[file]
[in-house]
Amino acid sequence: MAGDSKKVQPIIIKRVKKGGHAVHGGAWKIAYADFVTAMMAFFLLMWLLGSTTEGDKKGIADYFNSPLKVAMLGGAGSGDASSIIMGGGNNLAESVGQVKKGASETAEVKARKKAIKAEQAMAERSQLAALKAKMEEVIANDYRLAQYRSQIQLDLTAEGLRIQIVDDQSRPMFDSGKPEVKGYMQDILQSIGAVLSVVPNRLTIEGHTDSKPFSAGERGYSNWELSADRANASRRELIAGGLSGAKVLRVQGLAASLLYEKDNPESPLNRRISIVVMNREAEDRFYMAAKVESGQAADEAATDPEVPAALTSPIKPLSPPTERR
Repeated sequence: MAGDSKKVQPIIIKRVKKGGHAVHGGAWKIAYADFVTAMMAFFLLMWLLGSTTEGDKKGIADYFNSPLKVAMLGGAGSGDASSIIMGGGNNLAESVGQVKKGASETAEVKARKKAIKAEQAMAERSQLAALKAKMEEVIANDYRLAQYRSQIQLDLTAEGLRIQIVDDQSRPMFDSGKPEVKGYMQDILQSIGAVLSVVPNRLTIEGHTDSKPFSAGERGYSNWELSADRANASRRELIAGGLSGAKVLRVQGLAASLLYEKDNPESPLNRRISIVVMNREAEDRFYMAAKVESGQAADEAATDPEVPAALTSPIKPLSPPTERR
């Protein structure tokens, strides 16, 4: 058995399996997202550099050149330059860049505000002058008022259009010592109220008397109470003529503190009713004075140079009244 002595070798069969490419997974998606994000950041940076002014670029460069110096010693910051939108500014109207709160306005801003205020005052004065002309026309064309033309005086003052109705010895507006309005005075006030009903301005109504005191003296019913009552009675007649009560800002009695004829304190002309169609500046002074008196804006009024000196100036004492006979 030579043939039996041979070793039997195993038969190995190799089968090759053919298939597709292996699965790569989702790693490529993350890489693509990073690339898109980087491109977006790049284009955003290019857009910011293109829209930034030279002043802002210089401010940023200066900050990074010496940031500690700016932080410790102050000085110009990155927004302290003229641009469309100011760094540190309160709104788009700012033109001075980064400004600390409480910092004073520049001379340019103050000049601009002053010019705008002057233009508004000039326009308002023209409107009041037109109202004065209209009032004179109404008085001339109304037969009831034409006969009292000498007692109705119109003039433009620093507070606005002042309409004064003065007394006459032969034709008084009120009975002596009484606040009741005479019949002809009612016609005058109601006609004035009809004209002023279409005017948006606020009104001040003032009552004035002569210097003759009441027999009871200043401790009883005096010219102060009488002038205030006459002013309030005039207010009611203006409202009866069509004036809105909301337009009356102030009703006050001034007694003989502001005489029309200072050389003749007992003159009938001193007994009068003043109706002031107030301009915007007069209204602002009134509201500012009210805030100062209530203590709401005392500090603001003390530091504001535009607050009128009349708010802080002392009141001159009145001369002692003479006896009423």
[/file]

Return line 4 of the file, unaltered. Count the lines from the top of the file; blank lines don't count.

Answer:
């Protein structure tokens, strides 16, 4: 058995399996997202550099050149330059860049505000002058008022259009010592109220008397109470003529503190009713004075140079009244 002595070798069969490419997974998606994000950041940076002014670029460069110096010693910051939108500014109207709160306005801003205020005052004065002309026309064309033309005086003052109705010895507006309005005075006030009903301005109504005191003296019913009552009675007649009560800002009695004829304190002309169609500046002074008196804006009024000196100036004492006979 030579043939039996041979070793039997195993038969190995190799089968090759053919298939597709292996699965790569989702790693490529993350890489693509990073690339898109980087491109977006790049284009955003290019857009910011293109829209930034030279002043802002210089401010940023200066900050990074010496940031500690700016932080410790102050000085110009990155927004302290003229641009469309100011760094540190309160709104788009700012033109001075980064400004600390409480910092004073520049001379340019103050000049601009002053010019705008002057233009508004000039326009308002023209409107009041037109109202004065209209009032004179109404008085001339109304037969009831034409006969009292000498007692109705119109003039433009620093507070606005002042309409004064003065007394006459032969034709008084009120009975002596009484606040009741005479019949002809009612016609005058109601006609004035009809004209002023279409005017948006606020009104001040003032009552004035002569210097003759009441027999009871200043401790009883005096010219102060009488002038205030006459002013309030005039207010009611203006409202009866069509004036809105909301337009009356102030009703006050001034007694003989502001005489029309200072050389003749007992003159009938001193007994009068003043109706002031107030301009915007007069209204602002009134509201500012009210805030100062209530203590709401005392500090603001003390530091504001535009607050009128009349708010802080002392009141001159009145001369002692003479006896009423």